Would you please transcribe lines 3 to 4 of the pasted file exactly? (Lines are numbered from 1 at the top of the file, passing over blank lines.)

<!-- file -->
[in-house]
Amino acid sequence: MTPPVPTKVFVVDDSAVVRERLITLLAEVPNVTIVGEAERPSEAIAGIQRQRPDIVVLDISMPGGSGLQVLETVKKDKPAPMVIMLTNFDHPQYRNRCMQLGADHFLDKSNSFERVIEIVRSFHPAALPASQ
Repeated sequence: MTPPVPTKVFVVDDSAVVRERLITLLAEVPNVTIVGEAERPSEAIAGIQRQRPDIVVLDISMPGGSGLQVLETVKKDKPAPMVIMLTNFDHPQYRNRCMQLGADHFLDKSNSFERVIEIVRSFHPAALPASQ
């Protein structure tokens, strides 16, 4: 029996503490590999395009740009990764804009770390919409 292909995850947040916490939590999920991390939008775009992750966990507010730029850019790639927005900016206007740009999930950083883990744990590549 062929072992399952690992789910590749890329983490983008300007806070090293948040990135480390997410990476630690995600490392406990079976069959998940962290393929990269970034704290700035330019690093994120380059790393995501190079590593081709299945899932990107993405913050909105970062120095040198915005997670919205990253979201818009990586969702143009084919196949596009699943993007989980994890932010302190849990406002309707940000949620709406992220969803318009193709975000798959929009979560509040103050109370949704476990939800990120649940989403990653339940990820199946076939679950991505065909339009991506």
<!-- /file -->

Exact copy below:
Repeated sequence: MTPPVPTKVFVVDDSAVVRERLITLLAEVPNVTIVGEAERPSEAIAGIQRQRPDIVVLDISMPGGSGLQVLETVKKDKPAPMVIMLTNFDHPQYRNRCMQLGADHFLDKSNSFERVIEIVRSFHPAALPASQ
């Protein structure tokens, strides 16, 4: 029996503490590999395009740009990764804009770390919409 292909995850947040916490939590999920991390939008775009992750966990507010730029850019790639927005900016206007740009999930950083883990744990590549 062929072992399952690992789910590749890329983490983008300007806070090293948040990135480390997410990476630690995600490392406990079976069959998940962290393929990269970034704290700035330019690093994120380059790393995501190079590593081709299945899932990107993405913050909105970062120095040198915005997670919205990253979201818009990586969702143009084919196949596009699943993007989980994890932010302190849990406002309707940000949620709406992220969803318009193709975000798959929009979560509040103050109370949704476990939800990120649940989403990653339940990820199946076939679950991505065909339009991506």